Saturday, June 17, 2006

One of the outrageous luxuries

of being an academic, at least in the very fortunate version of academia in which I find myself, is that I can spend the day reading Plato's Republic and count it work rather than play.

I hadn't read it properly through since I was a teenager; I was always annoyed when I was a Young Person by the way grownups would tell you very seriously that you couldn't understand Dickens or Dostoevsky or Tolstoy or whoever until you were older & while that then as now seemed to me absolutely ridiculous (there is nothing to stop a sensible fourteen-year-old from reading any of those) I do always feel that the philosophical writings I read while young open themselves up to me far more readily and enjoyably when I come to them again a bit later on in life. (Plus this translation by Tom Griffith is wonderfully good, seems both colloquial and accurate, makes me wish I could read Greek though.)

I am on the whole too frivolous to read a lot of philosophy for fun and yet if you're secretly (as I am) deadly in earnest about reading and thinking and the good life, of course Plato is quite irresistible. Here's a taste, in case you don't have the demented luxurious pleasure of picking up and reading the whole volume yourself:

I imagine someone with a healthy and self-disciplined disposition will awaken the rational part of himself before going to sleep, feast it on fine arguments and enquiries, and so bring himself into a state of harmony with himself. As for his desiring part, he will expose it neither to want nor to excess. He wants it to go to sleep, and not disturb what is best in the soul with its pleasure or pain, but allow it all by itself, solitary and pure, to follow its enquiries and reach out for a vision of something--be it past, present or future--that it does not know. The same goes for the spirited part of the soul. He will calm it down, and avoid getting into a rage with anyone and going to sleep with his spirit in a state of turmoil. Before retiring to rest he needs to pacify two elements in the soul and awaken the third, which is the birthplace of reason. Under these conditions, as you know, he can most easily grasp truth, and the visions which appear in his dreams are least lawless. . . . What we need to know is that there is in everyone a terrible, untamed and lawless class of desires--even in those of us who appear to be completely normal.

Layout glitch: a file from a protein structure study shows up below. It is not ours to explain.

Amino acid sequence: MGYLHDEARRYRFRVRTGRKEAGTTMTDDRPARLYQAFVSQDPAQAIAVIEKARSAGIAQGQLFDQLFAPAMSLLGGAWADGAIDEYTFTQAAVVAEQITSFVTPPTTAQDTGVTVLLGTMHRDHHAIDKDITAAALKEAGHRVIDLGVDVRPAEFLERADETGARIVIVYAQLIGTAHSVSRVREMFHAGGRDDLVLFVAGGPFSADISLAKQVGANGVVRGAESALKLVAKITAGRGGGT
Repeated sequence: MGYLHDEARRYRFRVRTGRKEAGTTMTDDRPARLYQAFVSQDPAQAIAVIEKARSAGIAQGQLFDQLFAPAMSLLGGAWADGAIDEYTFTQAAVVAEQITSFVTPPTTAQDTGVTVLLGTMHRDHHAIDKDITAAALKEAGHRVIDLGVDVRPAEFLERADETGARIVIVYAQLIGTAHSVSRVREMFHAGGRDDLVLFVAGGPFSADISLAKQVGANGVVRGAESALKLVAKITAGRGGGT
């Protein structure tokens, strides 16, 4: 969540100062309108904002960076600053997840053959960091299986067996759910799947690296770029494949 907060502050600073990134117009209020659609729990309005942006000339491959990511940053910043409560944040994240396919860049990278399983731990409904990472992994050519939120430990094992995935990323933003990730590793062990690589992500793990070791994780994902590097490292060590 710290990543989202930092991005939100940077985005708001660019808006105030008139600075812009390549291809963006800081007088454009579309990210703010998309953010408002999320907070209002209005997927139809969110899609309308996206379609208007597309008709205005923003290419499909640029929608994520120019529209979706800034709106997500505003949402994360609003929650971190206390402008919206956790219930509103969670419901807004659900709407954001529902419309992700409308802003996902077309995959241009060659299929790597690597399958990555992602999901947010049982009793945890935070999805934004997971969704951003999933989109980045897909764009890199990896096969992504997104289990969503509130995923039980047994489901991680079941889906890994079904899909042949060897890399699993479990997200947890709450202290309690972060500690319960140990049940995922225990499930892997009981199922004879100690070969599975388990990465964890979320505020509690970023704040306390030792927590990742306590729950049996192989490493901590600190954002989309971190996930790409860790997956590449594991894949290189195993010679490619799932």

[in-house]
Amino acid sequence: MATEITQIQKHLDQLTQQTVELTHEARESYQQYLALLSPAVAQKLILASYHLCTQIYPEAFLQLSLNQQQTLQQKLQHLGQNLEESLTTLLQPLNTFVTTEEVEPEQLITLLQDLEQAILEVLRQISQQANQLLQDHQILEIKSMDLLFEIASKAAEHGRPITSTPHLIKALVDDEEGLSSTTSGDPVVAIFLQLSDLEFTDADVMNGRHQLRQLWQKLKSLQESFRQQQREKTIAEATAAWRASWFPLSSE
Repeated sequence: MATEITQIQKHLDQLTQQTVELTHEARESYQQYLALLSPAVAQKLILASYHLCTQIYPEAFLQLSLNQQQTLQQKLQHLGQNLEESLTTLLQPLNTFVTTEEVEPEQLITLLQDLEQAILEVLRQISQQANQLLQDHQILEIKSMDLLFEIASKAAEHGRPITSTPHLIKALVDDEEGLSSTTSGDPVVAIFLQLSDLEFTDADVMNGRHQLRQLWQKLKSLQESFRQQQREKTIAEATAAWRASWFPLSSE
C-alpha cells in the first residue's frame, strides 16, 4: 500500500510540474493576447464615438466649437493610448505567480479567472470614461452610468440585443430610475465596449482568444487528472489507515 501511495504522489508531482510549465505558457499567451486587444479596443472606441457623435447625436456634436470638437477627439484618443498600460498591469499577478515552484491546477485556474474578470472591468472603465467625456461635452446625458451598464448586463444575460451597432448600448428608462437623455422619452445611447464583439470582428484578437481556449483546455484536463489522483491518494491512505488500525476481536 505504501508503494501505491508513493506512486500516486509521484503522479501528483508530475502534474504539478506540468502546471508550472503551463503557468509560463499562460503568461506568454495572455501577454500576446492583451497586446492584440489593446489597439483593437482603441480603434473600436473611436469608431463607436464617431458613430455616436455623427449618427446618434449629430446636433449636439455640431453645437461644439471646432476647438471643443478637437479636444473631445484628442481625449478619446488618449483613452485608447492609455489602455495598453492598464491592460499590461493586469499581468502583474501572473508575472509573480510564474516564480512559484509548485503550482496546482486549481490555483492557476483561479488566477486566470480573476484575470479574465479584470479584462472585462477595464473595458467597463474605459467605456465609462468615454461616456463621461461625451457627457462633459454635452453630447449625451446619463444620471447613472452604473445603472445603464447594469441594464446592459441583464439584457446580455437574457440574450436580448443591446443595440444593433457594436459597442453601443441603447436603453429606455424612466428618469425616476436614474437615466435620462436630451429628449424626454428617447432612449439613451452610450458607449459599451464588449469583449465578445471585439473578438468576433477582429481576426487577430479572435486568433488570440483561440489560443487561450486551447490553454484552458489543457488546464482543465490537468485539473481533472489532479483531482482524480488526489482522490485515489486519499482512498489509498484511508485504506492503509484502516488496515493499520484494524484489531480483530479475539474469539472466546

(Also and more frivolously I find that the whole bit about forms makes me distractingly think of those Wayne Thiebaud cake paintings; I like them, and yet if I were him I would have just made actual cakes; I read an article a few years ago about an artist who--and Thiebaud was not happy about this, either--baked the cakes from his paintings, it seemed to me slightly pointless and I was also horrified to learn that she didn't make them edible, I could at least see the point if you made them and then put them in a case and had people eat them. Of course this is all quite irrelevant, from the point of view of Socrates the baked cake is an imitation as well as the painting. I also find that when I read twentieth-century philosophers I have the problem of taking their thought-experiments too literally and spinning them off into science-fiction scenarios and rather missing the point....)